2.4 Hacking for Money
In my opinion criminals are also not hackers as usually they are simply thieves with the one motive, that being personal financial gain. Interestingly even though over 99% of computer crime is not done using computers connected to the Internet, it is a common misconception that computer theft occurs mainly on these computers. The reason I would put down for such a high figure is that Internet connected computers are usually not involved in finances, accounting, or for directly manipulating funds because of the well-known weak security in the past. Criminals usually work from within the company they are stealing from and usually have physical access to the computer and so do not need to use the Internet to reach the target computer.
2.5 Hacker Groups
There are innumerable groups of hackers that communicate using the Internet. Their messages being impossible to distinguish from the millions of other Email messages sent every day. The most infamous group was (is?) 'The Legion of Doom', this group was so good at breaking into computers, including those with only modem access (therefore not connected to the Internet) that the FBI developed a special team whose sole purpose was to track down and prosecute members of The Legion of Doom.
2.6 The Good Guys (Gals)
2.6.1 Security Professionals
There are several "Security Gurus" on the Internet, like Eugene Spafford, Wietse Venema, and Dan Farmer. These people speak at seminars, run courses and write free software tools to try improve security and increase the computer security awareness. There have also individually written several excellent papers detailing security issues and the events around computer break-ins that they themselves have experienced.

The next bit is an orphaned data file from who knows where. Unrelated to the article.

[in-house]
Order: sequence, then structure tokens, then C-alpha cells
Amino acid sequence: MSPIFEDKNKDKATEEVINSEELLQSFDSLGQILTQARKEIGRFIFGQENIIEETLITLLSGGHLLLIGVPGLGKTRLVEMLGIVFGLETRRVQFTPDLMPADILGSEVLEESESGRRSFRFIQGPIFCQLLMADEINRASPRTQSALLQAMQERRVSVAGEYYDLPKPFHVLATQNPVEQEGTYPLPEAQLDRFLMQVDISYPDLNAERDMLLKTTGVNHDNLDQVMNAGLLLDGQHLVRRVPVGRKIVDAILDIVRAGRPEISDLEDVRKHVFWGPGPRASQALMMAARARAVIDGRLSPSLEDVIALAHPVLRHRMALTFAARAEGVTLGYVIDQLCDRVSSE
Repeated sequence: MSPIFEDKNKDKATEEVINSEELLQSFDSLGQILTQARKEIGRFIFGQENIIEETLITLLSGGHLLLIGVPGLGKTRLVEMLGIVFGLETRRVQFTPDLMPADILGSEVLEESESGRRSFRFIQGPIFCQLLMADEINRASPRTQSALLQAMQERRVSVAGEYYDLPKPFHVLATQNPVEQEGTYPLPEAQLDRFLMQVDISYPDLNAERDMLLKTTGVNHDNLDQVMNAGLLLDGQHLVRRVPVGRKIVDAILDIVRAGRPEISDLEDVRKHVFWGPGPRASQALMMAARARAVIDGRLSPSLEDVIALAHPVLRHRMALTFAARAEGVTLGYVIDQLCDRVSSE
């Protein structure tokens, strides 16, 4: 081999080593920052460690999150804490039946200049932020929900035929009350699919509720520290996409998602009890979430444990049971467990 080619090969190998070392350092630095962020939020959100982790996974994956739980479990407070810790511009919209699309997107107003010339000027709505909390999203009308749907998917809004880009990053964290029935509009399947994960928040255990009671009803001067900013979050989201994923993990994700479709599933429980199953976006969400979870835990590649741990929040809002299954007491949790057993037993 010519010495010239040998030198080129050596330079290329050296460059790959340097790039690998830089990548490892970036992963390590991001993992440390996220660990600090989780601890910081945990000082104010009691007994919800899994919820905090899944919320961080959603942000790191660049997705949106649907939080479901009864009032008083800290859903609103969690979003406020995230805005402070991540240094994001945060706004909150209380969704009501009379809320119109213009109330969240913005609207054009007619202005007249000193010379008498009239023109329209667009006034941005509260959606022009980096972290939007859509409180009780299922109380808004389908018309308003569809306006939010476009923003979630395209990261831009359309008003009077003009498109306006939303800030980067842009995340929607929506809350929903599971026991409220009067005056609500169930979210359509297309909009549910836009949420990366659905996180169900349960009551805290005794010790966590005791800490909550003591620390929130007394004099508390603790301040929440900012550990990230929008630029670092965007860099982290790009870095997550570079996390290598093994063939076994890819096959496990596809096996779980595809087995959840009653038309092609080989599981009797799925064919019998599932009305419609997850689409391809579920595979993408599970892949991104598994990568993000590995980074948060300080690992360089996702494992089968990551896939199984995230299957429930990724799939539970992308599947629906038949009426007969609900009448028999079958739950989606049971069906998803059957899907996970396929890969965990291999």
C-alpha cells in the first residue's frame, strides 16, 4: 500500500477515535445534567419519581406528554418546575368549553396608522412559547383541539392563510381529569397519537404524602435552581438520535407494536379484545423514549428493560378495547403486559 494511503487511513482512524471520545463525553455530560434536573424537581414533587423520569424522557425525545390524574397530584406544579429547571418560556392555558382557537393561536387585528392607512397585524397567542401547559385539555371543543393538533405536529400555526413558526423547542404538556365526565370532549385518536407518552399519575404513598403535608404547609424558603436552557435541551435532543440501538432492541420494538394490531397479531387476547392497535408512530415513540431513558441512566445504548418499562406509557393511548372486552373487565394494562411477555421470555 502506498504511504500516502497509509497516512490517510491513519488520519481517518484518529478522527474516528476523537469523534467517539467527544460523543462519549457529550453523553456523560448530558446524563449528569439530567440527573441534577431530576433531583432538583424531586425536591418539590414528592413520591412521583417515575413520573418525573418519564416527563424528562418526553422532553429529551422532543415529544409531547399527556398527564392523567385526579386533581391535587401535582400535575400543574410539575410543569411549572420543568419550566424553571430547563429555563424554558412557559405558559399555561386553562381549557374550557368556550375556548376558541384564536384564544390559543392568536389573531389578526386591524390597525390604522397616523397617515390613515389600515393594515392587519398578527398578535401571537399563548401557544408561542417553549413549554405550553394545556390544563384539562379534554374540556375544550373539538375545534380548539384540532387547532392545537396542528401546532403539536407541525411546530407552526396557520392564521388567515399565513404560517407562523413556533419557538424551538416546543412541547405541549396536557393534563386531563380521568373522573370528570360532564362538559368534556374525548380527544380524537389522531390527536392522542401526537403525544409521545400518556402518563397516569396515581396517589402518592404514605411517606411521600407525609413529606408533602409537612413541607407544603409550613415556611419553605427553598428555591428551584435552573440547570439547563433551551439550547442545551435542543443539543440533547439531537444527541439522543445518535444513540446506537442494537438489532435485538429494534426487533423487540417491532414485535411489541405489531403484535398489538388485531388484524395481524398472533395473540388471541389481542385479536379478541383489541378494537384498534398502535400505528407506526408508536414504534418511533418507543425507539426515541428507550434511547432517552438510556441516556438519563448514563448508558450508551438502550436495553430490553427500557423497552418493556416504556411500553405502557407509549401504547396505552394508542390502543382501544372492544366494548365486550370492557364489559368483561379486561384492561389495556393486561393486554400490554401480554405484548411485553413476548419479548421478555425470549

In my view administrators have the worst job of all IT professionals, they usually have to keep the users of the network happy (implicitly unrestricted) and make sure that users are able to work without interruption. At the same time they have to maintain security, a full time job in itself, which often implies restricting or removing services that may be insecure or open to denial of service attack. One of the major reasons for the general low security of the Internet is that most administrators are non-technical "middle-managers" who do not have the experience or enthusiasm required to understand and secure their computers.
2.6.3 Company Employees